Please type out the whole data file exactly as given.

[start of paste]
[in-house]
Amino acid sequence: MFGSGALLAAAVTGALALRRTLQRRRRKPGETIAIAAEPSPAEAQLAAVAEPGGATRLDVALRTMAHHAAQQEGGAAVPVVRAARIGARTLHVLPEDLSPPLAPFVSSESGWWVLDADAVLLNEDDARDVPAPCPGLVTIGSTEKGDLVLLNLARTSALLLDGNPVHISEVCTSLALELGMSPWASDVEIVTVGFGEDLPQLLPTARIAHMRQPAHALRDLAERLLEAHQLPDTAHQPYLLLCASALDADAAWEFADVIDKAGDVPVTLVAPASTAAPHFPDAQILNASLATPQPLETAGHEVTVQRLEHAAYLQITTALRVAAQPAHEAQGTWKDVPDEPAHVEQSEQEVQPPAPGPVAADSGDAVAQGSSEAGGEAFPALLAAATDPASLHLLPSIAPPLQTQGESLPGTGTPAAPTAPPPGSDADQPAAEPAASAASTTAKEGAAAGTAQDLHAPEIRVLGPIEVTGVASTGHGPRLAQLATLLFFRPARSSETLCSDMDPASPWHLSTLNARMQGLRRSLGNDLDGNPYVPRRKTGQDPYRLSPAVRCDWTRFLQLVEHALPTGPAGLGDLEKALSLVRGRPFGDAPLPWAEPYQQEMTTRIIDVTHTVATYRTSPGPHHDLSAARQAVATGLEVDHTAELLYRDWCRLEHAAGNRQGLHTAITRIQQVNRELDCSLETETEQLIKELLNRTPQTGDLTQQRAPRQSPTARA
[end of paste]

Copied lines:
[in-house]
Amino acid sequence: MFGSGALLAAAVTGALALRRTLQRRRRKPGETIAIAAEPSPAEAQLAAVAEPGGATRLDVALRTMAHHAAQQEGGAAVPVVRAARIGARTLHVLPEDLSPPLAPFVSSESGWWVLDADAVLLNEDDARDVPAPCPGLVTIGSTEKGDLVLLNLARTSALLLDGNPVHISEVCTSLALELGMSPWASDVEIVTVGFGEDLPQLLPTARIAHMRQPAHALRDLAERLLEAHQLPDTAHQPYLLLCASALDADAAWEFADVIDKAGDVPVTLVAPASTAAPHFPDAQILNASLATPQPLETAGHEVTVQRLEHAAYLQITTALRVAAQPAHEAQGTWKDVPDEPAHVEQSEQEVQPPAPGPVAADSGDAVAQGSSEAGGEAFPALLAAATDPASLHLLPSIAPPLQTQGESLPGTGTPAAPTAPPPGSDADQPAAEPAASAASTTAKEGAAAGTAQDLHAPEIRVLGPIEVTGVASTGHGPRLAQLATLLFFRPARSSETLCSDMDPASPWHLSTLNARMQGLRRSLGNDLDGNPYVPRRKTGQDPYRLSPAVRCDWTRFLQLVEHALPTGPAGLGDLEKALSLVRGRPFGDAPLPWAEPYQQEMTTRIIDVTHTVATYRTSPGPHHDLSAARQAVATGLEVDHTAELLYRDWCRLEHAAGNRQGLHTAITRIQQVNRELDCSLETETEQLIKELLNRTPQTGDLTQQRAPRQSPTARA